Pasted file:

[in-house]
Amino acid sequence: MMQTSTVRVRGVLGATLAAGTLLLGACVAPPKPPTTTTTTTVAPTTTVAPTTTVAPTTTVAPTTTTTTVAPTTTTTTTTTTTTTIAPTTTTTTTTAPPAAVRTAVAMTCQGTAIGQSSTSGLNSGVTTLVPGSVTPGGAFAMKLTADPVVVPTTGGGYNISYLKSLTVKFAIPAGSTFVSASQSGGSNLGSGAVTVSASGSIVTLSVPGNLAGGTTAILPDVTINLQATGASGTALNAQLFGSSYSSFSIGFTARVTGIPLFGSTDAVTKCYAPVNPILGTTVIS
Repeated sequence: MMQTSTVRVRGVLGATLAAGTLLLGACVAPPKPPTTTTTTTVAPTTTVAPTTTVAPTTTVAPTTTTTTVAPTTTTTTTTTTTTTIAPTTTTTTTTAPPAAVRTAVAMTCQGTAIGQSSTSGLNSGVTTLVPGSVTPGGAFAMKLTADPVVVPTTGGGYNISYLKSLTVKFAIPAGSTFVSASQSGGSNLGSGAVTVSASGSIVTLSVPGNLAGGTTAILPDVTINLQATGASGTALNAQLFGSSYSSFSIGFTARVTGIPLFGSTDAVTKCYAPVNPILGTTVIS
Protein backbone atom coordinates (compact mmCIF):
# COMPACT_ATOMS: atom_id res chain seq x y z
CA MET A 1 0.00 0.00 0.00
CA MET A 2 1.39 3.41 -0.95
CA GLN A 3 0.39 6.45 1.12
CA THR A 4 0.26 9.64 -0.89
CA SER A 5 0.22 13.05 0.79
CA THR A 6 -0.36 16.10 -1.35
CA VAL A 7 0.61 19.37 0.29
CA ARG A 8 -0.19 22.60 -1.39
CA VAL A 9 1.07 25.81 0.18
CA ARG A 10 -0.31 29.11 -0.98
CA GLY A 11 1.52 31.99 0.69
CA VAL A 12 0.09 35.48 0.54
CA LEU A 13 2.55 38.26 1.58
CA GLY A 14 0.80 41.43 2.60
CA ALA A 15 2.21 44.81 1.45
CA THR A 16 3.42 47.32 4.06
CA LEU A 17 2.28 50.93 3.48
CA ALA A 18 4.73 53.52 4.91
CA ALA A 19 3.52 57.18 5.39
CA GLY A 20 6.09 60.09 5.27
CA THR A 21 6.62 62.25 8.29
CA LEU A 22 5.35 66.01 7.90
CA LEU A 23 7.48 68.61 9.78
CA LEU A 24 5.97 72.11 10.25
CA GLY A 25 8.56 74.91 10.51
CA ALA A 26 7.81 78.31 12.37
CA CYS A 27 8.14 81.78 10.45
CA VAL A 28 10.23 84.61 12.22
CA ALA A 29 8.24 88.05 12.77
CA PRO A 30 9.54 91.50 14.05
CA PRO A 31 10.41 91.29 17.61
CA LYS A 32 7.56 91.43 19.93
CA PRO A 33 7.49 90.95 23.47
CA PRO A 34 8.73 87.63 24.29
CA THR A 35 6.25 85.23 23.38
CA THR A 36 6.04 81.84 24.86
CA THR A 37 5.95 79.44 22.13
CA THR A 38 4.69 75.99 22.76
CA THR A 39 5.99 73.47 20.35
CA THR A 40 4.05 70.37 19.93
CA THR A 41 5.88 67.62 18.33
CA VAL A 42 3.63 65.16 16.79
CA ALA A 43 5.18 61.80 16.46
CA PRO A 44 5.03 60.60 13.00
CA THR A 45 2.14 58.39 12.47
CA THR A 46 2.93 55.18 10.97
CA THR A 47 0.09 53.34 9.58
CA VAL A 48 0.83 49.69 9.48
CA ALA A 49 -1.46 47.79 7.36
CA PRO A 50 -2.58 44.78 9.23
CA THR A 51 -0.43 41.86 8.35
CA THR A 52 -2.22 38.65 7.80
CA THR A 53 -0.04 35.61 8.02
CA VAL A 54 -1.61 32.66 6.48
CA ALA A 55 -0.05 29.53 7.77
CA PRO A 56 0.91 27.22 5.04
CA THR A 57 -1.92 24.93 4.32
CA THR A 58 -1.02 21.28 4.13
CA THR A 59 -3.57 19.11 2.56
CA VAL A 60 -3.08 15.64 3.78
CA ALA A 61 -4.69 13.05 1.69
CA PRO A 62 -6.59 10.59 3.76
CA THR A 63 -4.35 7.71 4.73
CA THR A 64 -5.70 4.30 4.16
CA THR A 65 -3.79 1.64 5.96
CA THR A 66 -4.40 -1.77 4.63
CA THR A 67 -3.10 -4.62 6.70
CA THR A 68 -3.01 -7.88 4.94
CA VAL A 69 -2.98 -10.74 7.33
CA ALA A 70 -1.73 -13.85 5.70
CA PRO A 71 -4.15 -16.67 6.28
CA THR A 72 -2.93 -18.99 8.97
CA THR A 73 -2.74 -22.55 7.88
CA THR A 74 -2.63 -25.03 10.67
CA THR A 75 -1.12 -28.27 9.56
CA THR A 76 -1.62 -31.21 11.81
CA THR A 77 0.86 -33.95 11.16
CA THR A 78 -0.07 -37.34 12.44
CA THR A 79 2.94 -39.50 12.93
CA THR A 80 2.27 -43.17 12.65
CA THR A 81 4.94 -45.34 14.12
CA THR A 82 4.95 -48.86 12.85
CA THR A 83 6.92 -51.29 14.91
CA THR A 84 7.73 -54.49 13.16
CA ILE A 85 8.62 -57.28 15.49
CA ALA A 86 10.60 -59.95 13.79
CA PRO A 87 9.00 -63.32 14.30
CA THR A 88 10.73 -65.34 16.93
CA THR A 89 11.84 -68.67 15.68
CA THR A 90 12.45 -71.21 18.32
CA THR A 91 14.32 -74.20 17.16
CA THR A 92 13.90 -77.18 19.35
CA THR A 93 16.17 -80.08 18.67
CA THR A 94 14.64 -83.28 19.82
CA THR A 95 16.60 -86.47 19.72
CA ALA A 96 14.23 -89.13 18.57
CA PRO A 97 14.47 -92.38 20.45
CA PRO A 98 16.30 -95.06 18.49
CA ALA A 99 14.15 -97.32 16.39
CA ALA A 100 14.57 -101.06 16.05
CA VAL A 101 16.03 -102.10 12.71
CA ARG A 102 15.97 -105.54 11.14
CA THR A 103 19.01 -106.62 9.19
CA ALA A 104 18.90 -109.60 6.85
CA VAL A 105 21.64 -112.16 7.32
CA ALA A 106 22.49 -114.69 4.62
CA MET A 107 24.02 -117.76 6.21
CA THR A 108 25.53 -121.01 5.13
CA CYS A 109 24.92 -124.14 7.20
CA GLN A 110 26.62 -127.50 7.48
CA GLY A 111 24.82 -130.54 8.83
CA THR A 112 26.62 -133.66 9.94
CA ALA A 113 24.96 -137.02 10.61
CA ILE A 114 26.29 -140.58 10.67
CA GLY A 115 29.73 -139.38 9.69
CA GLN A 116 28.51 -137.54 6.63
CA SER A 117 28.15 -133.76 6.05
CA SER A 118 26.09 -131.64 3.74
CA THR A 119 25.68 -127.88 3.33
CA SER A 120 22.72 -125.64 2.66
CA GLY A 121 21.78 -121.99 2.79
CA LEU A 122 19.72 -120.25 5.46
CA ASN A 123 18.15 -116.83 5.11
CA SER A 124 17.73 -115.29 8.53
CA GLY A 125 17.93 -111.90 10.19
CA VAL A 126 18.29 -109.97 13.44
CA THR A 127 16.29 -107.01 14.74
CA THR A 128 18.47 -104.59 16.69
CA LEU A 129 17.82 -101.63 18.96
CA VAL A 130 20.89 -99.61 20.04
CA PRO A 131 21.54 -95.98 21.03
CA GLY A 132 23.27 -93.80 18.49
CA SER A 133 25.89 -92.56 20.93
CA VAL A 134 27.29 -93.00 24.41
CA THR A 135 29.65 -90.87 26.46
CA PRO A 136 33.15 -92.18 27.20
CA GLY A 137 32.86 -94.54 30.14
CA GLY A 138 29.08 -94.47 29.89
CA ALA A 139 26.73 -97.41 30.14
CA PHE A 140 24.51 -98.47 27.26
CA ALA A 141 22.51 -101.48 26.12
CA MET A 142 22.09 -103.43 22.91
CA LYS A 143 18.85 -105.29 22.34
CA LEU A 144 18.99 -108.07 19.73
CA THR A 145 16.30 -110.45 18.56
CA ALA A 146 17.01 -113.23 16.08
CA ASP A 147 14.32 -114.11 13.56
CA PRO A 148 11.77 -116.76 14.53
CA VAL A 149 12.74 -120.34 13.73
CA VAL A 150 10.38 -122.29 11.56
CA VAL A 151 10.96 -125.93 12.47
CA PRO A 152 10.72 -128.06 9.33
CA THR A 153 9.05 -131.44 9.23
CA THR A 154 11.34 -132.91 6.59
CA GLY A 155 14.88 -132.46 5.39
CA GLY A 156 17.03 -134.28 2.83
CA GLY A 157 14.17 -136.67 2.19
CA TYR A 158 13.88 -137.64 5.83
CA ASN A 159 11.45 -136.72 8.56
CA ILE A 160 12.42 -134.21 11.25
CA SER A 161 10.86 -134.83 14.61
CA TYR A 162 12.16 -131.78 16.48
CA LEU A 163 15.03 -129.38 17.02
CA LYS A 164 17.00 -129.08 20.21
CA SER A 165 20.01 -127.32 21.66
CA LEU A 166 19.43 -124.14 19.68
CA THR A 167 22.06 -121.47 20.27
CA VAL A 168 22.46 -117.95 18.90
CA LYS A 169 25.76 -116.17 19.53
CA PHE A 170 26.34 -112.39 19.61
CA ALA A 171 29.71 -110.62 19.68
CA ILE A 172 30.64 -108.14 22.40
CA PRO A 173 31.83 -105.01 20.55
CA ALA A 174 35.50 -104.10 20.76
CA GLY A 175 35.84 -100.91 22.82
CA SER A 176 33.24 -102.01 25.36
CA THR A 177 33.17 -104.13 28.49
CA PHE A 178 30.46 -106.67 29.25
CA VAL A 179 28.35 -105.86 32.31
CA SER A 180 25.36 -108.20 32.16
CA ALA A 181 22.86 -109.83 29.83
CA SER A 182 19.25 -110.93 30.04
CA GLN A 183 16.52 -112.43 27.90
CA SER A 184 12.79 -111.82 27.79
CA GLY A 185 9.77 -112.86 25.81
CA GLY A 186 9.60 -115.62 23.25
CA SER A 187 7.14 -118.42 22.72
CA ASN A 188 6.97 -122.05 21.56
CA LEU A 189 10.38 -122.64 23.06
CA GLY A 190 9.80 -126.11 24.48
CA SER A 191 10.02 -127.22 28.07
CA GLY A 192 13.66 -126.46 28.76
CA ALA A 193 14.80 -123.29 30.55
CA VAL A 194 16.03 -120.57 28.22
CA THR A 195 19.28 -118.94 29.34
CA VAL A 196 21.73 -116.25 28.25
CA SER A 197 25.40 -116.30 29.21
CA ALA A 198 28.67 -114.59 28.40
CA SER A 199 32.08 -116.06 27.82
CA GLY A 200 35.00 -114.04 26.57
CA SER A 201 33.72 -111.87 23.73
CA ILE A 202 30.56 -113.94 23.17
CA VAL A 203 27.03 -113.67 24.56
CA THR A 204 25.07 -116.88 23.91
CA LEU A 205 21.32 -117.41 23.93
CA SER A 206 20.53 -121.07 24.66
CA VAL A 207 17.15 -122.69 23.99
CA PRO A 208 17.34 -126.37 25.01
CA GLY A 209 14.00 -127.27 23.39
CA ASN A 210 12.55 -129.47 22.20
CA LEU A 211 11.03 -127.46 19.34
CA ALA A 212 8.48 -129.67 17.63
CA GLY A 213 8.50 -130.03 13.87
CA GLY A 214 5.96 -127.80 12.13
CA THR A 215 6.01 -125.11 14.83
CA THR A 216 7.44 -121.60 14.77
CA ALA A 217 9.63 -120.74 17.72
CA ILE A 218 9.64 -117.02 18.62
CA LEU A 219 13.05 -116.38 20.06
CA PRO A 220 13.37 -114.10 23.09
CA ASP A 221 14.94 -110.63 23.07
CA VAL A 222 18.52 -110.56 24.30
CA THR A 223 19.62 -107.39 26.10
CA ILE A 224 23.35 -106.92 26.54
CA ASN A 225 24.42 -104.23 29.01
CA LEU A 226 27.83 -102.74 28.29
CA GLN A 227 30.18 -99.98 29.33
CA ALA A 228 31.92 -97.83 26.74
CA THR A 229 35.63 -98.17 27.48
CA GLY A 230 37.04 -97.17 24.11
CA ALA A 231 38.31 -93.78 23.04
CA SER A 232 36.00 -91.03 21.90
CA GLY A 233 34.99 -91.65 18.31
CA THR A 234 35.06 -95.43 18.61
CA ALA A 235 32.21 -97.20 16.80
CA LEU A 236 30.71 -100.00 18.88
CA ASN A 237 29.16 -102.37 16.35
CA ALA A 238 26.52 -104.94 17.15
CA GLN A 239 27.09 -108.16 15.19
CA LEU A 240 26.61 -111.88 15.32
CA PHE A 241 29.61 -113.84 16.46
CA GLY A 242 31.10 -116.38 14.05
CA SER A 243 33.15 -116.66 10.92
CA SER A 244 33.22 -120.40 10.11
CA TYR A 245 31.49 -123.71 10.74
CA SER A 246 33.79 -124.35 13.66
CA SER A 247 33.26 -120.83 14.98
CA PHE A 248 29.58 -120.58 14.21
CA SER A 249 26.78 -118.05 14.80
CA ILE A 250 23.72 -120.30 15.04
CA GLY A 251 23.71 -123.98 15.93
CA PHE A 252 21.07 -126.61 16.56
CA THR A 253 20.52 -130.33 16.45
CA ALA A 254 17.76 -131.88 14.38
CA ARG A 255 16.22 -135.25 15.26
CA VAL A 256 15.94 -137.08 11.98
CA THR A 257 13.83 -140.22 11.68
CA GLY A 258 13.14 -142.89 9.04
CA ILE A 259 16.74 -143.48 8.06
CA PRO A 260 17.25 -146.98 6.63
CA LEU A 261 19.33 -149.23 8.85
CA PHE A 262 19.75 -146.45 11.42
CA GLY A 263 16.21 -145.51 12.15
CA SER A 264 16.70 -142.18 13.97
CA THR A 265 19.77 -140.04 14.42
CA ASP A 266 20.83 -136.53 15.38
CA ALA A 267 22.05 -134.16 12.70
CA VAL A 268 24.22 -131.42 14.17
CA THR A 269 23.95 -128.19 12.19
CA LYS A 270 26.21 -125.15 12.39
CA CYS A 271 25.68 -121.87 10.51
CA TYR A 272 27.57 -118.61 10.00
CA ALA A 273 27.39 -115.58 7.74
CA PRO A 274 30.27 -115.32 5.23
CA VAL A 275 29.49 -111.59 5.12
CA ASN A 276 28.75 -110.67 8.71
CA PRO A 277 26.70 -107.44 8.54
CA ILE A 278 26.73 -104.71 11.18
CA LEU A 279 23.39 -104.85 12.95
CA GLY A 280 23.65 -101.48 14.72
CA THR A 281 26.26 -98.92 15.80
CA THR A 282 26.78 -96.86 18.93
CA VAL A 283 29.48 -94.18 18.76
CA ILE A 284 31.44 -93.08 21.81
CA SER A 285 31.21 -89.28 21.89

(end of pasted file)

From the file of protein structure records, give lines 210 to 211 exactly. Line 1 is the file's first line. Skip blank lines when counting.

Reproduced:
CA LEU A 205 21.32 -117.41 23.93
CA SER A 206 20.53 -121.07 24.66